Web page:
It’s really that close.
But there are still clear advantages that Obama has in the race.
First, the demographics of the electorate. There are more Millennial voters this election than in 2008- and they still heavily favor Obama. There are more Hispanic voters this election than in 2008- and they heavily favor Obama.
Second- it’s about organization and the ground game- especially now that the debates are over. It’s get out the vote time- and over half the country is already voting with early voting. I’ve been saying this all year but it really makes the biggest difference- and the Obama campaign has a significant advantage with the organization.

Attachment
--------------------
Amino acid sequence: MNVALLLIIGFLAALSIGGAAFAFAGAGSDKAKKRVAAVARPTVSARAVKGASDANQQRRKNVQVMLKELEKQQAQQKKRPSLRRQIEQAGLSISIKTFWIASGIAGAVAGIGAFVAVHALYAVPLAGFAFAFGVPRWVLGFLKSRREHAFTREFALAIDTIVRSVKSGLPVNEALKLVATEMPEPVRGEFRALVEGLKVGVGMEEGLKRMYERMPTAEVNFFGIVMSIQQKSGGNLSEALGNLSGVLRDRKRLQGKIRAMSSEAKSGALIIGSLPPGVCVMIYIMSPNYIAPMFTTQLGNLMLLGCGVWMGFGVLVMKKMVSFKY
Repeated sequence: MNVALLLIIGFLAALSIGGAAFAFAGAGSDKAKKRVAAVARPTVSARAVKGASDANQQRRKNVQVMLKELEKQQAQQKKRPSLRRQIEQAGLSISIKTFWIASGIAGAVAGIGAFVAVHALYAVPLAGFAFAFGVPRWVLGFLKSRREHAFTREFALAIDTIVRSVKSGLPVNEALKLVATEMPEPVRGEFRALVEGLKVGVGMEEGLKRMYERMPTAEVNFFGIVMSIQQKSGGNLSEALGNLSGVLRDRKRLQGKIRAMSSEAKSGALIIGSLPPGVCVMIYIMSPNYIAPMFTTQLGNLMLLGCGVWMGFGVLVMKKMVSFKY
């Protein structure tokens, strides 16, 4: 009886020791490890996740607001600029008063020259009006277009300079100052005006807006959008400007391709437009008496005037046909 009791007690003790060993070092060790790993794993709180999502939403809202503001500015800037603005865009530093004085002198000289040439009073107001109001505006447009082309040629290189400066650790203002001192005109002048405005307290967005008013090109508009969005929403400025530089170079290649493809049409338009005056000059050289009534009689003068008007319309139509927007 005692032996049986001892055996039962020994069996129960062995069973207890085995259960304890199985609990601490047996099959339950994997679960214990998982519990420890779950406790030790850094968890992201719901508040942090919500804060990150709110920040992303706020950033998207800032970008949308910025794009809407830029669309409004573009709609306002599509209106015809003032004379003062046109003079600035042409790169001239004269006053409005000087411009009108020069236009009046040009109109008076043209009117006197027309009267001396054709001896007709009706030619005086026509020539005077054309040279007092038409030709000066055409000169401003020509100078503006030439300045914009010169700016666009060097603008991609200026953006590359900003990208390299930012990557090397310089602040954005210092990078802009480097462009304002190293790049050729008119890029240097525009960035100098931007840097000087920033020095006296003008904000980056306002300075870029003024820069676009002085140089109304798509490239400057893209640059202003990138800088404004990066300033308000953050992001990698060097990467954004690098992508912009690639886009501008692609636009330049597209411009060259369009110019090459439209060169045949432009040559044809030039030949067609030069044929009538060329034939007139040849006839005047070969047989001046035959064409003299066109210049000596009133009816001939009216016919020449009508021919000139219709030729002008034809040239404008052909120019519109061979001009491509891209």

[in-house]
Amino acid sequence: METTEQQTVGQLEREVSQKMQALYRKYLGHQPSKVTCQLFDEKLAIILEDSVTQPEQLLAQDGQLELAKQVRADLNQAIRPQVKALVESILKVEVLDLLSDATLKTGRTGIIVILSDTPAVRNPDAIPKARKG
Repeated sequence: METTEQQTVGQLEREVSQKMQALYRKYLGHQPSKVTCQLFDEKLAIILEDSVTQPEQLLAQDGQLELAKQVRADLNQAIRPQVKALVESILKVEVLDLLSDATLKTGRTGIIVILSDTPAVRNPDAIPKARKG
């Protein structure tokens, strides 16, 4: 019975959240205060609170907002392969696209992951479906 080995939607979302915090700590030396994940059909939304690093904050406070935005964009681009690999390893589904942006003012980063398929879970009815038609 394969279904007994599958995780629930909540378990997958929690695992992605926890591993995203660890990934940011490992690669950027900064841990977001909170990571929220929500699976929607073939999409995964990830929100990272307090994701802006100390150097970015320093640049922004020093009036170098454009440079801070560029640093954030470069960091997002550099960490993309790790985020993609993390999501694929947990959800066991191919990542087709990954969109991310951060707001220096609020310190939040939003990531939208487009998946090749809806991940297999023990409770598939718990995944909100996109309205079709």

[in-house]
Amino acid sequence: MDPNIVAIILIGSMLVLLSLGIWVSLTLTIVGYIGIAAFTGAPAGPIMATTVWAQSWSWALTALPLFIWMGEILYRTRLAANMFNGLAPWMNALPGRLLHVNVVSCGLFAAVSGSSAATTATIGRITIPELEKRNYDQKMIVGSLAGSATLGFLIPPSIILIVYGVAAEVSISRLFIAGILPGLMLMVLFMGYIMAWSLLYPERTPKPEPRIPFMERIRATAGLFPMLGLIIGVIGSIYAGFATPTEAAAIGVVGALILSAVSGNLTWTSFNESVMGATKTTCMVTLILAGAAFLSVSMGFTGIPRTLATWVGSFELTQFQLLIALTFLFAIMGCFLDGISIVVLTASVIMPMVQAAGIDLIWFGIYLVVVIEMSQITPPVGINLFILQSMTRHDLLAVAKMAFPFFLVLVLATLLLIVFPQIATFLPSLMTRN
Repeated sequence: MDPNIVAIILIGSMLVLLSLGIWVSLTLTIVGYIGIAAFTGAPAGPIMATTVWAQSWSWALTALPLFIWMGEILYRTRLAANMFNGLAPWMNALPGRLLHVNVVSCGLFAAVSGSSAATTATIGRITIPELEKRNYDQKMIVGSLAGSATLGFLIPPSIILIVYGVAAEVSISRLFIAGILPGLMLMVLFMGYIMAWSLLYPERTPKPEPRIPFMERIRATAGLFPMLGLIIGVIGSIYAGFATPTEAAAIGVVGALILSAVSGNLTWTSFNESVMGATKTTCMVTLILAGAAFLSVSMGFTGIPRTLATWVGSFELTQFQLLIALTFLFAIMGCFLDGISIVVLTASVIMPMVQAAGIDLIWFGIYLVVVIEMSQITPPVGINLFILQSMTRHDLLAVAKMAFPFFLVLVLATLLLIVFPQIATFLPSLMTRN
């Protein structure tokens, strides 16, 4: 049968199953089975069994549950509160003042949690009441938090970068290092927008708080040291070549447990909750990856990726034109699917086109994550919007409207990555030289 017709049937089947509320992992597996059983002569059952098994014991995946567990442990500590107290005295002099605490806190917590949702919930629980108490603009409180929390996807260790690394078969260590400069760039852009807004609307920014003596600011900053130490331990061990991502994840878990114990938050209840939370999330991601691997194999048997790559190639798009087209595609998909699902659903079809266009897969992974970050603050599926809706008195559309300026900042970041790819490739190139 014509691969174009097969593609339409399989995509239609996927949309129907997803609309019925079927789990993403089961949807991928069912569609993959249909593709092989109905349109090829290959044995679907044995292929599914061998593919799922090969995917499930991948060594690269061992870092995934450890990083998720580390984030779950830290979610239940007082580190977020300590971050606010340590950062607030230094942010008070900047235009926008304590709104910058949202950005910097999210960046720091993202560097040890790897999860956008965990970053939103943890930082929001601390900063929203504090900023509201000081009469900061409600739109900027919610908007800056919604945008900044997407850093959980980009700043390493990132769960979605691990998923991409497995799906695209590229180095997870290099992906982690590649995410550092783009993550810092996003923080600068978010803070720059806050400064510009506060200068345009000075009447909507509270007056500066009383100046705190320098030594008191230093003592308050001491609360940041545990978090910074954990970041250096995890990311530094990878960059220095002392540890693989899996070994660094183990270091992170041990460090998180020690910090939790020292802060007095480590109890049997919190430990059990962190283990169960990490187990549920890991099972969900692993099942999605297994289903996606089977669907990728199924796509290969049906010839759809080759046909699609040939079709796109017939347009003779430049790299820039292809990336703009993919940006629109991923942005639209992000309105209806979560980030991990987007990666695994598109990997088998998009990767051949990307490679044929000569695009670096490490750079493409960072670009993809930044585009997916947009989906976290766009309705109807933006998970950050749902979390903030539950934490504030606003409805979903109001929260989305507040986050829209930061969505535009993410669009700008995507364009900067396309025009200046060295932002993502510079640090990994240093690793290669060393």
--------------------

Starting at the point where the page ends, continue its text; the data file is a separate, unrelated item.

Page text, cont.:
Third- it’s the network. It’s now or never time for all of the data mining that the campaigns have been doing for months (or in Obama’s case, for years). Obama has a clear advantage in how all this data is used to get out the vote in the final 2 weeks.
So while the polls, there are other advantages that are harder to measure.
We knew when we picked our September book club selection, Bob Woodward’s “The Price of Politics” that the book was the talk of the town in Washington.
What we didn’t know is that it would feature prominently in a new Romney campaign ad.
On Sunday, the Romney team released “Mute Button” which takes a scene in The Price of Politics and asks “if the President cannot even lead his own party, how can he lead America?”
Watch the ad below:
Here’s the background.